The Other Sides

| March 23, 2012 | Reply

Let’s imagine the conflict known as the Civil War.  It had been brewing since before the Constitution was ratified.  The issues were marrow deep in American society, so much so that any attempt to address the issue of slavery was, in effect, a deal breaker for the new nation.  The South made it abundantly clear that any action on the part of the North to write into the new guiding document the idea that black slaves were somehow deserving of the liberty being claimed for their white owners—and thereby signaling the end of slavery among the Thirteen Colonies—would be met with absolute refusal to play.  Had the reformers, exemplified by the likes of Benjamin Franklin, tried to assert any kind of racial equality at the time, the United States would have been stillborn.

Instead, they put a time limit into the document—20 years—which forbade the topic from even being discussed in Congress until that later year, at which time, presumably, the issue would come to the floor for some kind of resolution.  History shows that every such attempt was met with denunciations by southern members of Congress and often with threats of secession—which by then were illegal.

Make no mistake, as some revisionists might have you believe, secession was not an option and everyone who voted to ratify the Constitution knew it.  Contrary to popular mythology, the original 13 states locked themselves together permanently.  A couple of later territories parlayed an “escape clause”—Texas was a big one, but the Texas “right to secede” had a limiting condition: Texas could only leave as long as it never took up arms against the Union, which, much to Sam Houston’s consternation, it did during the Civil War and forever lost that right, despite what Governor Perry might wish people to believe—but by and large, joining the Union was a binding act that could not be reversed other than by armed rebellion.  The South was in the wrong, legally speaking.

Another bit of modern revisionism that has become popular is that the South did not secede over slavery but over “states rights.”  This is patent nonsense and any cursory perusal of the declarations of secession shows that issue number one for all of them was slavery.  They were not going to let Abraham Lincoln and his Republicans take away their property.

It’s difficult to imagine how it must have felt to be caught between the two sides.  Philosophically, I mean.  And where you lived didn’t make much difference.  There were riots in New York and other places in the wake of the Emancipation Proclamation.  Many Northerners who had supported Lincoln in the war effort turned on him when the issue changed from preserving the Union to freeing the slaves.  Poor whites were no more enamored of the idea of free blacks than were Southern plantation owners.  As far as they were concerned, it was more competition for already depressed wages.

And the fact is many on both sides of the Mason-Dixon line, even among those who didn’t support slavery as such, did not regard Africans as fully human—at least not the equal of white people.

Try as we might to spin it otherwise, the many-faceted nature of the War Between The States turned on questions of what it meant to be human.

We still have not settled that question.  It may be that for many people it is simply not settleable.

I want to be very careful here.  My purpose in laying out the nature of the conflict during the Civil War is to establish a base for what may end up being another civil war if we’re not very careful.  The conduct—philosophically, politically, legally, morally—on both sides of the slave/emancipation divide illuminates aspects of our culture and our nature that are difficult.

There may have been many white people at the time who truly believe blacks were fully human and fully equal by nature to whites.  Most of them did not hold much authority and given subsequent history they did not win the public debate.  African Americans remained second or third class citizens for well over a century after the end of the war and in some ways today still face an uphill struggle for equity.  The bases of the discrimination mutated over time and it might be fair to say problems shifted from nature to nurture and took on sociological contours rather than biological, but the fact remains people do not treat each other as fully human in all circumstances.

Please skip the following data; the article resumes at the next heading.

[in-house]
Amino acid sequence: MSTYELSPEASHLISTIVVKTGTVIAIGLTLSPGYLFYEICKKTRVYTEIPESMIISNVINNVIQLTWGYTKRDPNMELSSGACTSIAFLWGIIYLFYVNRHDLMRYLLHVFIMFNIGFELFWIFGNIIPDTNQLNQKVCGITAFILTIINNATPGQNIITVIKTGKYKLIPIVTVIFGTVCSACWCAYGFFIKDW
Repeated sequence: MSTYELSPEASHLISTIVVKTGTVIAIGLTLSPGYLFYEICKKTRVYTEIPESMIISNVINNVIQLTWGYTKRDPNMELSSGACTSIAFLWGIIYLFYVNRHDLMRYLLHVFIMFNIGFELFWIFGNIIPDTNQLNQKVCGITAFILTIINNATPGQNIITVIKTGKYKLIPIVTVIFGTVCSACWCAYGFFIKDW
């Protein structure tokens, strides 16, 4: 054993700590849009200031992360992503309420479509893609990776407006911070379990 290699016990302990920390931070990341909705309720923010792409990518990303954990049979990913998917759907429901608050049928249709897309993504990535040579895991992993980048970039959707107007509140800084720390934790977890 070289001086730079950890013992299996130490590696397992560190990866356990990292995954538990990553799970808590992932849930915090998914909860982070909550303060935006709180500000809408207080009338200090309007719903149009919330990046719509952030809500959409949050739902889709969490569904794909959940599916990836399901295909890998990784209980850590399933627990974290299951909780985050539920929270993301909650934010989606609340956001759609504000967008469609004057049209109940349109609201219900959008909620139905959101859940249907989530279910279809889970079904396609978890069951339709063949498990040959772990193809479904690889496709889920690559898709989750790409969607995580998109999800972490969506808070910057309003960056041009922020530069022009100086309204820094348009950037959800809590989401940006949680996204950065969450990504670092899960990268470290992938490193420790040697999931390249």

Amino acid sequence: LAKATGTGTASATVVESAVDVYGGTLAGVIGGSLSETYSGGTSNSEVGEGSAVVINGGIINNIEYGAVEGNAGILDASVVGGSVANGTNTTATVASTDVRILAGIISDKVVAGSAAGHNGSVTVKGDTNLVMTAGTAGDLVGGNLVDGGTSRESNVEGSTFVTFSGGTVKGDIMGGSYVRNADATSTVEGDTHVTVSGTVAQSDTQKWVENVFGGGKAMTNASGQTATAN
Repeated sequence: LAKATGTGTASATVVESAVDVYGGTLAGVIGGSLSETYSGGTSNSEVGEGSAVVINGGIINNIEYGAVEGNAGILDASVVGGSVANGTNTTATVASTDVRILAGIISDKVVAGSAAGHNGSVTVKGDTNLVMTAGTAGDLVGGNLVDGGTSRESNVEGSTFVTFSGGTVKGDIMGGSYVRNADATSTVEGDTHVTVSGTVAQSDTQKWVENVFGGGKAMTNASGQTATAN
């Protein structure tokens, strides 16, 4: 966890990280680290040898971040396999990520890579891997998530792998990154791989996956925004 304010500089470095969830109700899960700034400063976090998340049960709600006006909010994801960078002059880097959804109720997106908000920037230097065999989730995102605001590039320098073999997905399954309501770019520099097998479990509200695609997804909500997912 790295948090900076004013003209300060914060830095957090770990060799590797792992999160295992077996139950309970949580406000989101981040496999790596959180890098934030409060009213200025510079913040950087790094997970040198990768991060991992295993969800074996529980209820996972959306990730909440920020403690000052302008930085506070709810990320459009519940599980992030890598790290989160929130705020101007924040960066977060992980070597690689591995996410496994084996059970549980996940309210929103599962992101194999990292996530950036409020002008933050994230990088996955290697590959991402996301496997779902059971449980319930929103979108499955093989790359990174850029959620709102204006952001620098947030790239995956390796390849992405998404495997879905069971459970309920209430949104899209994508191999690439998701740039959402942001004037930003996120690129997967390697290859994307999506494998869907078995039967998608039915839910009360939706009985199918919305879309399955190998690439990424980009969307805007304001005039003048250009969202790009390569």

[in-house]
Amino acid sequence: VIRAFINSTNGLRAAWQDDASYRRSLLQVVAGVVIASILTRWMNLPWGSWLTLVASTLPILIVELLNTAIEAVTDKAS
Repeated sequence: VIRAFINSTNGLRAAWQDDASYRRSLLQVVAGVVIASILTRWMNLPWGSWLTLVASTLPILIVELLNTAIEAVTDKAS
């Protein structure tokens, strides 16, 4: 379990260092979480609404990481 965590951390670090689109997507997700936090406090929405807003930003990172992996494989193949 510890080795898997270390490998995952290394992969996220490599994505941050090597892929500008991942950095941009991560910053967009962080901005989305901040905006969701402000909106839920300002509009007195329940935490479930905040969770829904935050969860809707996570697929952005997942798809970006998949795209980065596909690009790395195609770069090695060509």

It is a salient fact of our history that during the heated debates of the Emancipation and Reconstruction Eras over equal rights, equal status, and equal abilities, one group was not even considered as relevant.  Women.

Certainly the Women’s Suffrage Movement put forth arguments for equality, but the country was not likely to go to war over what people like Elizabeth Cady Stanton and Susan B. Anthony asserted—that one half the population lived in conditions of chattel bondage and servitude based on gender.

The list of inarguable facts speaks for itself.  Women did not have the right to vote (federally, that is—some states granted it, here and there, from time to time, in limited fashion) until 1920.

Throughout the 19th Century, a divorced woman lost everything.  As a married woman, all her property belonged to her husband, including the children, and in the instance of a divorce the law said her ex-husband owed her nothing.  She left with the clothes on her back, which was all she was legally entitled to.  Variations existed here and there, but generally this was the case.

A woman was denied entree into the professions whenever possible.  The first woman to graduate with a medical degree in the United States was Elizabeth Blackwell in 1849.  She was barred residency in a hospital due to her sex.  The struggle continued, but by 1920 women represented only 5% of the entire medical profession as doctors.   Elizabeth Bragg graduated from Berkely in 1876 as a civil engineer, but it was not until 1965 that a woman was elected to the National Academy of Engineering.  In 1869, Arabella Mansfield graduated law school and applied to the bar in Iowa.  Iowa law forbade any but white males from taking the bar, but an exception was made.  She passed.  (A year later the law was repealed, suggesting that she was allowed to take the bar examination with an expectation that she would fail.)

You get my meaning.  The numbers were low, the exceptions more or less famous.  Most women in the professions generally had to give them up when they married and there was no social space for a career woman to live her life with the same expectations of free conduct as her male counterparts.  The professions for women were very much like taking vows.

The Civil War seemed to settle the question as to the humanity of slaves, but did nothing for women.